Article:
Merchiston escape the October blues with trip to St Joseph’s Rugby Festival

Under-18 Schools Cup draw takes shape


IT should be one of the best months for playing rugby but October has become an annual nightmare for schools fixtures as all possible variants of mid-term holidays makes scheduling impossible. 

Not only does the length of school holidays vary but, annoyingly, the timing is also asynchronised. A week for a school means two Saturdays ruled out and compound this with different dates for these October breaks and it is easy to comprehend the chaos this brings to arranging schools rugby.

One school escaping from the October fixture vacuum is Merchiston Castle, who will travel south to Ipswich for the annual St Joseph’s Rugby Festival, played over two days this weekend and which brings together some of the best sides in the UK.

Merchiston have been grouped with John Fisher School, Eltham College and Brighton College in what will be a challenging series of matches, as head coach Roddy Deans confirmed.

“Every group in this tournament is tough. It brings together some of the top sixteen teams in the UK, so it’s a chance to test ourselves outside the bubble of Scotland. It’s great to take the boys out of their comfort zone and give them a new challenge,” he said.

“They usually respond in a very positive manner. We’ve come third the last two years, so we’ve gained some respect down south. Our speed and style of rugby can give us the upper hand against some very physical opposition. And it’s great to come in under the radar as underdogs.”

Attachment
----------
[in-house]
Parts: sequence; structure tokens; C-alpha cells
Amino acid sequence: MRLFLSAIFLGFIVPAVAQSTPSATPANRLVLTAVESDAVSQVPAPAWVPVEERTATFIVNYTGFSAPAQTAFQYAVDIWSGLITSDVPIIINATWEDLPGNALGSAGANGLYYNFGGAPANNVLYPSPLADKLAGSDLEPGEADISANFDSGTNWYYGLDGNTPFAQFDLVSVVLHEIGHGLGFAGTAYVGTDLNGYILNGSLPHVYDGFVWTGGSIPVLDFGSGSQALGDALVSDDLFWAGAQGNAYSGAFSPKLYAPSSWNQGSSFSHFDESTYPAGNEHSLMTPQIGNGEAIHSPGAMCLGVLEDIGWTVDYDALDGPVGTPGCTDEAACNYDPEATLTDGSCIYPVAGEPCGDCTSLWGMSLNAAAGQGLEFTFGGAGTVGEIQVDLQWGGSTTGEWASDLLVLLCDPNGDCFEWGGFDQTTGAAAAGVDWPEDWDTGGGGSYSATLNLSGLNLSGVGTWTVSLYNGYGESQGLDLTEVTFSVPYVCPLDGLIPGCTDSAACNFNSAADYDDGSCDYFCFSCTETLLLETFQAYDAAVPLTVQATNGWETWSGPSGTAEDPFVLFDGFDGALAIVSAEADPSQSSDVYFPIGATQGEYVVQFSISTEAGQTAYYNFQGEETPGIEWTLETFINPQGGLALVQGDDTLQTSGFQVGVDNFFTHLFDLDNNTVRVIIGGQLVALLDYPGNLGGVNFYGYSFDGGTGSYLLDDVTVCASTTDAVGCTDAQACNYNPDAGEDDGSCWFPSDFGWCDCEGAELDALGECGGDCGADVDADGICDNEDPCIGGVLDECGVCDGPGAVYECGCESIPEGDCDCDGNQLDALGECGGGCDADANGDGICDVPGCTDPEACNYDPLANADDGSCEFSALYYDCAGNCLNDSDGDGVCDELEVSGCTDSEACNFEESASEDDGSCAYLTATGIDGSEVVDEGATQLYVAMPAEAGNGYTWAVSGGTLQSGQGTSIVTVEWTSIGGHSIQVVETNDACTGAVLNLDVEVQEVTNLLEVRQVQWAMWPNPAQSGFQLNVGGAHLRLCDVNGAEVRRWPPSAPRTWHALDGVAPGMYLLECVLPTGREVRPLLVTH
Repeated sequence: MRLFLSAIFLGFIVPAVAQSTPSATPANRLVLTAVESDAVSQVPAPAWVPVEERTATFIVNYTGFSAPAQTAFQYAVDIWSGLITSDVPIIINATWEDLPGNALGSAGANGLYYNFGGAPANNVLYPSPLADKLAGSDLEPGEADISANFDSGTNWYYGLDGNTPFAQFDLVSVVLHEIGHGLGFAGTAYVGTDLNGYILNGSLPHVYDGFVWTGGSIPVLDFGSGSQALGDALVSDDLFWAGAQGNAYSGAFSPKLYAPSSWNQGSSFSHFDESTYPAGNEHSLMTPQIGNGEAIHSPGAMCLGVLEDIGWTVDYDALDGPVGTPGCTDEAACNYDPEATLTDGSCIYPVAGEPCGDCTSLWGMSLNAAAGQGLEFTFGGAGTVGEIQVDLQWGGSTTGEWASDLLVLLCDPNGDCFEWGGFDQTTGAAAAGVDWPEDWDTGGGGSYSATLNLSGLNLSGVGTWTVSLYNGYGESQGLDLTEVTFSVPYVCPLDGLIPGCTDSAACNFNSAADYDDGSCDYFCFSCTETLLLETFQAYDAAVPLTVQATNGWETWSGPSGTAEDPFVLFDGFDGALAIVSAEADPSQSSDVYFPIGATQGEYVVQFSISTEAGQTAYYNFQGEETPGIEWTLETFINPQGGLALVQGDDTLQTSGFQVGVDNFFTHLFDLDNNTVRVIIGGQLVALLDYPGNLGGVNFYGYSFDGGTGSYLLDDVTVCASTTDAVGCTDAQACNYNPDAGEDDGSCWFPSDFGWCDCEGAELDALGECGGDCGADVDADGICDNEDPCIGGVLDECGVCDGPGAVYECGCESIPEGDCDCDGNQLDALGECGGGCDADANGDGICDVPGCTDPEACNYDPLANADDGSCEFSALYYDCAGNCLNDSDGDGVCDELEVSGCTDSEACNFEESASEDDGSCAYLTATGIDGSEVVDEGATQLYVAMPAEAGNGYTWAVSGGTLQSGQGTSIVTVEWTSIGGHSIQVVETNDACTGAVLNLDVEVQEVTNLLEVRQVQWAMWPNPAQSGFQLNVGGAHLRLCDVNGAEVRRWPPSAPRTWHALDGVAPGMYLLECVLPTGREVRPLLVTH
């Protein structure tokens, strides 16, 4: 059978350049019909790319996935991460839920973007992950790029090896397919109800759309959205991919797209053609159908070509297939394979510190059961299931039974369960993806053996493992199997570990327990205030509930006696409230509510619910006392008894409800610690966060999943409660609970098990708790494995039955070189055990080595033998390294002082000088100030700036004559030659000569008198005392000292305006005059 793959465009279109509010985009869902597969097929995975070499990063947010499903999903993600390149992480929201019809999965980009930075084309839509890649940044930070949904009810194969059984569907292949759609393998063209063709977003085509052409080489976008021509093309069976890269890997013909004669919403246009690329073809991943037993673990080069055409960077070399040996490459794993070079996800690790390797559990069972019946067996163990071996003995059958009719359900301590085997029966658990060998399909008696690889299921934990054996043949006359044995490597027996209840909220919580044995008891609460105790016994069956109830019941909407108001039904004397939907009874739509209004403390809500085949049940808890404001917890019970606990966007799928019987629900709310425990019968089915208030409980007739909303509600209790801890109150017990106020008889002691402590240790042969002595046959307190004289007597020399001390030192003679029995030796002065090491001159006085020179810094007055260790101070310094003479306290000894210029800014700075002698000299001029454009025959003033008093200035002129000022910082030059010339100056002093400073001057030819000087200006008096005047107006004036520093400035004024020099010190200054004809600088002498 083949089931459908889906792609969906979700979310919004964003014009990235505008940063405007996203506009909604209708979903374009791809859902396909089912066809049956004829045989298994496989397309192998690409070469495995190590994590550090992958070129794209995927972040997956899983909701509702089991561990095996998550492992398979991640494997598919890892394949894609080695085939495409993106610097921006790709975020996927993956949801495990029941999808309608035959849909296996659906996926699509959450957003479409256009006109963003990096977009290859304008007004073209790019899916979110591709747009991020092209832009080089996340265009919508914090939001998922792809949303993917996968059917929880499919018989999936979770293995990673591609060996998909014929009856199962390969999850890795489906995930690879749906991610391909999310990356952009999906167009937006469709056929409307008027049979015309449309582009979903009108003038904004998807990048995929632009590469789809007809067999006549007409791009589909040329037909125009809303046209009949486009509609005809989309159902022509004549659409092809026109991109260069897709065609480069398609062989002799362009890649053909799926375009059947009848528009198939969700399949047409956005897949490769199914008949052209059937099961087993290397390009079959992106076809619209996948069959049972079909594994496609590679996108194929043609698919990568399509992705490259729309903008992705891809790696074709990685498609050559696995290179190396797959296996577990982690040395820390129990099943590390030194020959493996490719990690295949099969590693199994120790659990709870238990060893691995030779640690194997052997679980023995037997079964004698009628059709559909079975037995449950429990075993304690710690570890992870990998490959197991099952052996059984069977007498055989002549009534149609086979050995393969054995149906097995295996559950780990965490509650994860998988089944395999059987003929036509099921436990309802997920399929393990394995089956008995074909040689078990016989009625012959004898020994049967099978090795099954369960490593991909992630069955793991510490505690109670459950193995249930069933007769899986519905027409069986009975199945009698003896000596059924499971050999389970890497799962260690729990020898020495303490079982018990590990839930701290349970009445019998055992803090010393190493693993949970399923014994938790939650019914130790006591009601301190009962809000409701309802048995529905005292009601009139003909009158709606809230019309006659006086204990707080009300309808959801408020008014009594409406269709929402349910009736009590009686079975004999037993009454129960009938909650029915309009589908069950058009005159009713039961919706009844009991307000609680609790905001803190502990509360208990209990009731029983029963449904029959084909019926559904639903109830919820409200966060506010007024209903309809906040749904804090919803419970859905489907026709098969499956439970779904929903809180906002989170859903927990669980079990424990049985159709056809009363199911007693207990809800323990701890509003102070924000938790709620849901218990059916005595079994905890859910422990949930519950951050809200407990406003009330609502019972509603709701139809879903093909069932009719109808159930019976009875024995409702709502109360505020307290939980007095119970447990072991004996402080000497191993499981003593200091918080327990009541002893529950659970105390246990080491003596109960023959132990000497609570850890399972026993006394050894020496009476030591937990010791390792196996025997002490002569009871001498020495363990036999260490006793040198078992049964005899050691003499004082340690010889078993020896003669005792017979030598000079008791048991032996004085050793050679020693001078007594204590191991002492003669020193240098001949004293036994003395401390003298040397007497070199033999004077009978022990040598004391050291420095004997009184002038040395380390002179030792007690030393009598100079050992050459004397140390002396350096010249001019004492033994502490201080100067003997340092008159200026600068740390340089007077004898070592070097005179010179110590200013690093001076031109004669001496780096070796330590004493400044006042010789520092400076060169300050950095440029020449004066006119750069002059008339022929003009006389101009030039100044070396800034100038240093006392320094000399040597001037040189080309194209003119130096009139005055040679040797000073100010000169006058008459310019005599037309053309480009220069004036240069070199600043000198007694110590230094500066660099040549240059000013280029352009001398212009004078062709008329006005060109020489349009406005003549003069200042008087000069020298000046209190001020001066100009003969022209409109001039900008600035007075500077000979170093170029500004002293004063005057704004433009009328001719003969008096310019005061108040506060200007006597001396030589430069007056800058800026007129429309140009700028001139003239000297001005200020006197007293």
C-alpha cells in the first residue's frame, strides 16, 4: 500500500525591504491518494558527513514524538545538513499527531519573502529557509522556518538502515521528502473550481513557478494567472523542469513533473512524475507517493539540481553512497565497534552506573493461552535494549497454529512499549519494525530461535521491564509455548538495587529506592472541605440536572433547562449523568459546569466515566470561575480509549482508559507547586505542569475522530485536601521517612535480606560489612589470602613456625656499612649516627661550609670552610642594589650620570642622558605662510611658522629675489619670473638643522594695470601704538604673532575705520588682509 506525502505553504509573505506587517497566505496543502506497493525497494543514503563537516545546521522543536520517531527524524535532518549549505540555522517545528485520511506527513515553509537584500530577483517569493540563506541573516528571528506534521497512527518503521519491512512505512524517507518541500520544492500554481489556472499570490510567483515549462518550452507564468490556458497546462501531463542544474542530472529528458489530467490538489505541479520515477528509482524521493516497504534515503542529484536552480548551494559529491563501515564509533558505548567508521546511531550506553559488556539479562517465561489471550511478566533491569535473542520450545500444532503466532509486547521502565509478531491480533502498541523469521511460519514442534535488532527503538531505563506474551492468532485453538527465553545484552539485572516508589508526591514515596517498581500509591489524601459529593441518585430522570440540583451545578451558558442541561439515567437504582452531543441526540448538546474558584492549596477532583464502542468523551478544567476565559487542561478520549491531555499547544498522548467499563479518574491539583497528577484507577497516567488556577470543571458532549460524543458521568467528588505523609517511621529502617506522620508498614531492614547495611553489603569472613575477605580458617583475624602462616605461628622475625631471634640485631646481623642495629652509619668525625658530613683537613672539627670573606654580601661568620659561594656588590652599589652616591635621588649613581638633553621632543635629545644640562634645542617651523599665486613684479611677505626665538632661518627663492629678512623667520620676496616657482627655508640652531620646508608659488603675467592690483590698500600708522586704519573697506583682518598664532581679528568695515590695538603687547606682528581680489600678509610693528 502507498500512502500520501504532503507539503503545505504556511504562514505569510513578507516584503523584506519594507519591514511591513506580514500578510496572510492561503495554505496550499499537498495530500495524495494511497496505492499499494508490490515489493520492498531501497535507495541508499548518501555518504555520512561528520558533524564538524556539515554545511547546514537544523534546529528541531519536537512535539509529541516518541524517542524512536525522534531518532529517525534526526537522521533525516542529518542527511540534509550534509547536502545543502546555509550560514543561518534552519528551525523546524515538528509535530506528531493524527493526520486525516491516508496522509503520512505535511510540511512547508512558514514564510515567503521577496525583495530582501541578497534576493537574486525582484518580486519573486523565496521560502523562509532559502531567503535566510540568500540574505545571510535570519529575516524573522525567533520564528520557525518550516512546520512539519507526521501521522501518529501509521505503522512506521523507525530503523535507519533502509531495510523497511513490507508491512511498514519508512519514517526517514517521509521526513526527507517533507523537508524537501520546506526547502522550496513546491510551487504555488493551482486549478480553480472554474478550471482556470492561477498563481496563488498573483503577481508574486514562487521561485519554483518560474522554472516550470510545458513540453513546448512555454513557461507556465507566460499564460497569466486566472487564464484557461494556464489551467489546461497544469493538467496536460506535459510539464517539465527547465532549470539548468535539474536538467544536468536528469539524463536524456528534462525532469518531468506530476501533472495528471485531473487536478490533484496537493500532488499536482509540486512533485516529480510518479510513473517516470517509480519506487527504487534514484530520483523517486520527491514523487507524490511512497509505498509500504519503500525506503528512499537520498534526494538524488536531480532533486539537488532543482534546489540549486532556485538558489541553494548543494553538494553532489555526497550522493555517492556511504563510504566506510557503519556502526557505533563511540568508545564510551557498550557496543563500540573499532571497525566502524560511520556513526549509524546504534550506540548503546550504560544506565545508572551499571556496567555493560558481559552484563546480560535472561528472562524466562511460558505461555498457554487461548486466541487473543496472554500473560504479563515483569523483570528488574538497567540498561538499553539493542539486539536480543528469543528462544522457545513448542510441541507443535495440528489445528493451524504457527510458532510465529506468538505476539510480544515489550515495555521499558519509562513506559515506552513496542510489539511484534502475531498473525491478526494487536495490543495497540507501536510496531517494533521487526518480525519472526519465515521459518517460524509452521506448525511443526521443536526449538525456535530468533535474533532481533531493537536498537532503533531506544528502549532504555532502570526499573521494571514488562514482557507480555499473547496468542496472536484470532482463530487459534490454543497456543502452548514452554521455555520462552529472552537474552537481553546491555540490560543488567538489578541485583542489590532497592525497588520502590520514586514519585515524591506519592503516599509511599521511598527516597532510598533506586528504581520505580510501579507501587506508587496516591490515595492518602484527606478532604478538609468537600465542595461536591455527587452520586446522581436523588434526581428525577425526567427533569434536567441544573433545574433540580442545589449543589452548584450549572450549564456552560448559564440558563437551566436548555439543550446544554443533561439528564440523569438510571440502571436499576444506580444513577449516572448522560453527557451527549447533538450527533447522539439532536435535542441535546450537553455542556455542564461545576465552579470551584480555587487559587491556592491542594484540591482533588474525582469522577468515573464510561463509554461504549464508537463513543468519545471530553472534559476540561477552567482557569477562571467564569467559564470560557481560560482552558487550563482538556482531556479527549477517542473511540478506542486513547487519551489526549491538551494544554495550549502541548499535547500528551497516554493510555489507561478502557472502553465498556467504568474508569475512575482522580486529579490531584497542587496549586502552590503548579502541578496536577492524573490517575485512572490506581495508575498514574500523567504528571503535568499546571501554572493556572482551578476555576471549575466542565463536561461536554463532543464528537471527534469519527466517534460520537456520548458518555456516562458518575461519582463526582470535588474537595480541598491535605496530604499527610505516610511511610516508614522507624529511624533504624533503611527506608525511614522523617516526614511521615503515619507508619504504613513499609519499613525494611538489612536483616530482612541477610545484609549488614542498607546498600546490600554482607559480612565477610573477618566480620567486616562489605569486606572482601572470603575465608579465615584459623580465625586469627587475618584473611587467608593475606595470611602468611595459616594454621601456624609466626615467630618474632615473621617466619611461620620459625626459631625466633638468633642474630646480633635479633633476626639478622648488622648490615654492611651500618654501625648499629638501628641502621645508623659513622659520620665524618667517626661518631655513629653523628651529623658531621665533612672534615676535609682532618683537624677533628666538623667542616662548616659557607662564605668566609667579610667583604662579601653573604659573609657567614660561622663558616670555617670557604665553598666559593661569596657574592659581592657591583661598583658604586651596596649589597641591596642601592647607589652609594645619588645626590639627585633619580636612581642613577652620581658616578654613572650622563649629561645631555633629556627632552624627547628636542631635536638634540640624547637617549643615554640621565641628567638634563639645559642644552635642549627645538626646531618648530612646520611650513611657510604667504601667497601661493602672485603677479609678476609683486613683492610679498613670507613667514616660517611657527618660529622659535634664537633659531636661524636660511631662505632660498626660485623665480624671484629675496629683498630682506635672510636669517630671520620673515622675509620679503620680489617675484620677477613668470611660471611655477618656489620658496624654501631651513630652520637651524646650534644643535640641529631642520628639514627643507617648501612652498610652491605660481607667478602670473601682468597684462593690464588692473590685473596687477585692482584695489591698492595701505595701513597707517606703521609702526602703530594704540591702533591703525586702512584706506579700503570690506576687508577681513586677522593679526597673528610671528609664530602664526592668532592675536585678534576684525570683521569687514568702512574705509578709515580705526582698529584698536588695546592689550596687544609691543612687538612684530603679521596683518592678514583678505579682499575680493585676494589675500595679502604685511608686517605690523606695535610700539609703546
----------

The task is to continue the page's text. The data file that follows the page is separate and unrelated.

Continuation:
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The St Joseph’s tournament will undoubtedly be the ideal preparation for Merchiston’s crucial Scottish Schools Under-18 Cup quarter-final match against the four-time winners, George Watson’s College, at Colinton. This game is to be played by Wednesday 1st November.

Merchiston nailed their place in the last eight of the Cup with a 31-13 win over George Heriot’s School; while Watson’s, unbeaten in Scotland this season, were 40-5 winners against Robert Gordon’s College at Countesswells although the final scoreline did not fairly represent the balance of the game.

“We had to overcome a stuffy and well-drilled Robert Gordon’s side before breaking their resistance in the second half,” admitted Watsons’ head coach, Ally Donaldson.

In East Lothian, the defending champions, Stewart’s-Melville College, were given an even more testing game by Preston Lodge High School.

“This was a cracking game against a good PL side. At half time they were winning 19-17 playing with a strong wind but in the second half we put in our best attacking effort of the season and scored some great tries,” Stewart’s-Melville coach, Bryn Lockie, revealed.

Stewart’s-Melville’s tries were scored by scrum-half Patrick Ritchie, Scotland under-18 flanker Connor Boyle, centres Nathan Brown and Tom Bald, full-back Nathan Brown, wing Etienne Moule and stand-off Finlay McNeil (2) in their 46-19 win.

Meanwhile, last season’s runners-up, Dollar Academy, made certain of their place in the quarters with a 45-3 win over Loretto at Musselburgh, with tries from Finn McIlwraith (4), Amo Citro (2) and Reece McAllister. Strathallan, one of this season’s high-performing sides, were 50-0 victors over Glasgow Academy.

Another west coast school, St Aloysius College, dropped out of the mix when they lost narrowly (22-19) to Fettes College, but Scotland’s largest city still has a stake in the Cup through Glasgow High School, who grabbed a quarter final place after defeating Morrison’s Academy 20-7.

Under-18 Schools Cup Quarter-Final draw – 

Merchiston Castle School v George Watson’s College 

Fettes College v Dollar Academy 

TBC* v High School of Glasgow

Stewart’s Melville College v Strathallan School

*TBC = winner of outstanding 4th round fixture: Glenalmond College v Edinburgh Academy.

About Alan Lorimer 358 Articles
Scotland rugby correspondent for The Times for six years and subsequently contributed to Sunday Times, Daily and Sunday Telegraph, Scotsman, Herald, Scotland on Sunday, Sunday Herald and Reuters. Worked in Radio for BBC. Alan is Scottish rugby journalism's leading voice when it comes to youth and schools rugby.